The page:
A Massive COVID-19 Epidemic in China Has Put a Strain on the Country’s Healthcare System!
Since the "zero-Covid" rules were suddenly lifted in December, more than 60,000 people have died, and many more deaths are expected.
Patients are crammed into hallways, stairwells, and lobby areas, but more sick people keep coming. In a way that reminds us of the start of the coronavirus pandemic in 2020, Chinese hospitals are having trouble keeping up with a rise in Covid-19 cases after the country decided in early December to end its “zero-Covid” policy.
Even though the move loosened three years’ worth of strict rules that had caused rare large-scale protests, it also let the virus spread to 1.4 billion people who had been mostly safe from it. After getting criticism from around the world for not being clear about how bad the outbreak was, the Chinese government said last weekend that 60,000 people had died because of Covid since Dec. 8.
But that number only counts people who died in hospitals, so the real number of deaths could be much higher. Airfinity, a London-based independent forecaster, said on Tuesday that 608,000 people have died in China because of Covid since December 1. This is 10 times the official number.
Dr. Matt Linley, who is in charge of analytics at Airfinity, said, “Our forecast shows that China’s healthcare system will be under a lot of stress in the next two weeks, and it is likely that many treatable patients will die due to overcrowded hospitals and lack of care.”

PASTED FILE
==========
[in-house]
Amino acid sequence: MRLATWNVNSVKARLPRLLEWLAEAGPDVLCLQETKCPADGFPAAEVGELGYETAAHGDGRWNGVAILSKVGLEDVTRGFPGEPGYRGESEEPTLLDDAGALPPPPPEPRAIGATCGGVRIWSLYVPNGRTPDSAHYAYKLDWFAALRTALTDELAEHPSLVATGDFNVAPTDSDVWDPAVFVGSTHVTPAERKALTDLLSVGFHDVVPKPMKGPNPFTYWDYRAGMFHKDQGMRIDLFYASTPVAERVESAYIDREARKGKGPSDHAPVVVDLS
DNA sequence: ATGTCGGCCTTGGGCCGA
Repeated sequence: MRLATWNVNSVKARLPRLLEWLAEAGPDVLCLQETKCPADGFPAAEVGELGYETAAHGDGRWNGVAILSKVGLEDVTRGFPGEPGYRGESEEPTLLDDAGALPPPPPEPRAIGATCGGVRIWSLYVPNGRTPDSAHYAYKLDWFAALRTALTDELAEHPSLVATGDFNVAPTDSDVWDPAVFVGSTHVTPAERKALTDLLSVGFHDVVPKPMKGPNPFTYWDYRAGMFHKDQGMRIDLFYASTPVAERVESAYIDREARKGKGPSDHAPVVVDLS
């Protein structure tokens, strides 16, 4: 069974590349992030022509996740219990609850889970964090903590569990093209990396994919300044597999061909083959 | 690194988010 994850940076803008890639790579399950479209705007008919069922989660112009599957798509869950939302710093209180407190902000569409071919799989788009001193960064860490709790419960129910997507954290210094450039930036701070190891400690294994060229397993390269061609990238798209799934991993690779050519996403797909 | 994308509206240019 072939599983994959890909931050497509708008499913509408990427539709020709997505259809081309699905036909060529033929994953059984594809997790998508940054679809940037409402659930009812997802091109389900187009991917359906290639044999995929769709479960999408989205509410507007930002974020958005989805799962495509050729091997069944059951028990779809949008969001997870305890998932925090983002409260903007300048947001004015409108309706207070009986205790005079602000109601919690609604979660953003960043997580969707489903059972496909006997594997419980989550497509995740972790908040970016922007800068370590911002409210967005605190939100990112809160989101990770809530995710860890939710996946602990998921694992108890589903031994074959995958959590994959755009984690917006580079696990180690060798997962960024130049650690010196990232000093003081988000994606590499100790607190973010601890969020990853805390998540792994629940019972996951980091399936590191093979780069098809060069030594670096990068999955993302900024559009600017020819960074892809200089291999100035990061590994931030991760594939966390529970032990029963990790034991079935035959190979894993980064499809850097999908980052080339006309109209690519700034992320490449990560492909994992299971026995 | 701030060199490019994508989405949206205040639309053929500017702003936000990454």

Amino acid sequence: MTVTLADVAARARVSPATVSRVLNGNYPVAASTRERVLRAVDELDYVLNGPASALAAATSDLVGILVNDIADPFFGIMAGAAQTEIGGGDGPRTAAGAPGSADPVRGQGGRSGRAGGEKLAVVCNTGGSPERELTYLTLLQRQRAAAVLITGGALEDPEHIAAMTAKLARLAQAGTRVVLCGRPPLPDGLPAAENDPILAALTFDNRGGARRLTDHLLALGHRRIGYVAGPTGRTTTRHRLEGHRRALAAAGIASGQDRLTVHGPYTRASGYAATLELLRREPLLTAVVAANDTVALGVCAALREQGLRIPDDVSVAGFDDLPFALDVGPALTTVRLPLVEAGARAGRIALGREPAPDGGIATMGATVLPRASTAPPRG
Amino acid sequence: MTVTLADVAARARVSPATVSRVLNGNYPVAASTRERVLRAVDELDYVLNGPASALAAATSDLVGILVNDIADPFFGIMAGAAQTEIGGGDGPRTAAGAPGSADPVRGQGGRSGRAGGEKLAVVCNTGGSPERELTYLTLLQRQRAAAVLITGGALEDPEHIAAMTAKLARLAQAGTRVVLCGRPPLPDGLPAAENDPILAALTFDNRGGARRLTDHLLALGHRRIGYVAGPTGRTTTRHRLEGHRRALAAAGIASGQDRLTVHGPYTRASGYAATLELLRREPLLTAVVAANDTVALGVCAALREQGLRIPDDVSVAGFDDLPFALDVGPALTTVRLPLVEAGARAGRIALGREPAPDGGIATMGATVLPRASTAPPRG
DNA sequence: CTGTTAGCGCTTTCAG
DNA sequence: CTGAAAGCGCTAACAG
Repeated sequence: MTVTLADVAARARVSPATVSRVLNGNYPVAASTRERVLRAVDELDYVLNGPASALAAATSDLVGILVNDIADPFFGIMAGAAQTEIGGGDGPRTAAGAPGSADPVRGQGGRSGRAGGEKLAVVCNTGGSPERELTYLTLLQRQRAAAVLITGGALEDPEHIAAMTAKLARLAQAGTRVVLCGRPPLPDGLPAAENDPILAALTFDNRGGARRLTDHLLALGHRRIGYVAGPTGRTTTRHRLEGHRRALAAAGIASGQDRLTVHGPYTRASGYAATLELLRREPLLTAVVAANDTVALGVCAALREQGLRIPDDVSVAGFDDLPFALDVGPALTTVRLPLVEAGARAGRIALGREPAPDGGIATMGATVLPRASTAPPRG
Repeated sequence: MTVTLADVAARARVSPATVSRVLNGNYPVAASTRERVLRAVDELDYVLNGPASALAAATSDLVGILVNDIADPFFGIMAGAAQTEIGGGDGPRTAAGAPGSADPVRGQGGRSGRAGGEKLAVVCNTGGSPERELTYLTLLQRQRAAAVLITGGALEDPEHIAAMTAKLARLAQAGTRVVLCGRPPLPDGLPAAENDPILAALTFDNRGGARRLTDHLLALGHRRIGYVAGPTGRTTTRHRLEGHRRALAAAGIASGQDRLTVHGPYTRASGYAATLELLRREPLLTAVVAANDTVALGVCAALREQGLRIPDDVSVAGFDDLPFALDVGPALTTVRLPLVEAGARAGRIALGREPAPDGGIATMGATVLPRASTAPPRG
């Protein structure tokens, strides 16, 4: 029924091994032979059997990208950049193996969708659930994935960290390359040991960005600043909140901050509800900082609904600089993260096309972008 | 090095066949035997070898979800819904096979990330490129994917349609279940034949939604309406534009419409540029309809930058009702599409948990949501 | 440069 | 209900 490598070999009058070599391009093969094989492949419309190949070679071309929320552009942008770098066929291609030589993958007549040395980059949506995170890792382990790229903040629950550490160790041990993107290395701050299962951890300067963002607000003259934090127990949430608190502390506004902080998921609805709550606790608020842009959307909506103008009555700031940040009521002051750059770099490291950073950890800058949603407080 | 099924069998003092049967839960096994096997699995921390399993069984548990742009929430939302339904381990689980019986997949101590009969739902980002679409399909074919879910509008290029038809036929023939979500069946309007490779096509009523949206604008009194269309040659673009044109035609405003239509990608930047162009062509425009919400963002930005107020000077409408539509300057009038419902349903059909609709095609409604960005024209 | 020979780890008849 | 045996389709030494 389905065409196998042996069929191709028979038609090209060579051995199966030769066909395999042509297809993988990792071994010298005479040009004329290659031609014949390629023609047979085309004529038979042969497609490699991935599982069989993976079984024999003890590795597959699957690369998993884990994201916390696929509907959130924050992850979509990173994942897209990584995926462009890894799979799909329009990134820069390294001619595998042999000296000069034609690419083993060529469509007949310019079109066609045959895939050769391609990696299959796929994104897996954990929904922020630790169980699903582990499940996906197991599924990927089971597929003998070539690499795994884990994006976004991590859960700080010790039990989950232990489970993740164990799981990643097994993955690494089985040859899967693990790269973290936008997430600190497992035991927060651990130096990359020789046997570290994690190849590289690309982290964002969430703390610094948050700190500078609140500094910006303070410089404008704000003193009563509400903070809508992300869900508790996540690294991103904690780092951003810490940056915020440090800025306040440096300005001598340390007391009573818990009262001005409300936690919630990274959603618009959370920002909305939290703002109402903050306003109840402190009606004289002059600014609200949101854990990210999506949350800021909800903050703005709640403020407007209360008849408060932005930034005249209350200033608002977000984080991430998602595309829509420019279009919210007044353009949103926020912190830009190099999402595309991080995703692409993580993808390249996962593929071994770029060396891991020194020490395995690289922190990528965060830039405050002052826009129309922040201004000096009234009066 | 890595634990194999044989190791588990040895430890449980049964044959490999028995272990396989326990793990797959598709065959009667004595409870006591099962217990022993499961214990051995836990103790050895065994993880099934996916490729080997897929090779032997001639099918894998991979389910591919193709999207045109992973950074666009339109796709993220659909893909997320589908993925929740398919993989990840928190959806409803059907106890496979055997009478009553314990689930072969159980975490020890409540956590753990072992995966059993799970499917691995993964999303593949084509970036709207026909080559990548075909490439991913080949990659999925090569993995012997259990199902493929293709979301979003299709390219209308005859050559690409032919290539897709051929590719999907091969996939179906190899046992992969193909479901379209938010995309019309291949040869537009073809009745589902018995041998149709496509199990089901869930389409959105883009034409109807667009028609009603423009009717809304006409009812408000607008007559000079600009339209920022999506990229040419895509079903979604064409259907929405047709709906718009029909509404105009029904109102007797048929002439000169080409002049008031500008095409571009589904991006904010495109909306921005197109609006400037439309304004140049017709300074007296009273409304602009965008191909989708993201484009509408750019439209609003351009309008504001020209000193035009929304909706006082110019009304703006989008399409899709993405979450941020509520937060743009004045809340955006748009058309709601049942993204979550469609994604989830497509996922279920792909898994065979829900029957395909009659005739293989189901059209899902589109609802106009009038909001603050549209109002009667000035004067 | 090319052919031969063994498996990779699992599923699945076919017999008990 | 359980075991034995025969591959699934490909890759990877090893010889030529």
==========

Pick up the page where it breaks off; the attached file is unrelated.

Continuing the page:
China overcrowded hospitals in Shanghai, China, which has 26 million people and is the country’s financial center and most populous city. Less than a year after a hard, two-month lockdown to get rid of the virus, the city is now dealing with the effects of letting it out.
China is dealing with an explosive new surge of COVID-19 cases — and the U.S. and WHO have accused the country of underrepresenting this latest outbreak. @janisfrayer joins us on the ground with more. pic.twitter.com/P3dClFnCMZ
— TODAY (@TODAYshow) January 17, 2023
When someone dies in the hospital, their bodies are taken to be burned. At one funeral home that NBC News went to, the family only has 10 minutes to say their goodbyes. Relatives walk through the rain to get to their appointed time with flowers and pictures of the dead.
A 31-year-old woman said outside of a hospital in central Shanghai, “My father had no symptoms, but he still died.” Even though her mother has heart disease, the virus kept her in the hospital.
“Thirty-five people died right here the day before yesterday,” said the woman, who lives in Australia. Like other people interviewed, she did not want to give her name because the issue is politically sensitive in China. “Since my mom has been here, I’ve been here every day to see her. When my dad moved into the hospital, almost everyone in the emergency room died.”
She and many other people were shocked by how bad the outbreak was. “It’s a lot worse than I thought, a lot worse,” the woman said. “The virus could kill people, especially older people, even if they have never been sick before.
After almost two years with almost no business, street vendors have set up outside this hospital to take advantage of the increase in visitors. One vendor said, “Most of my customers are the patients’ families, the patients themselves, or the nurses in the hospital.”
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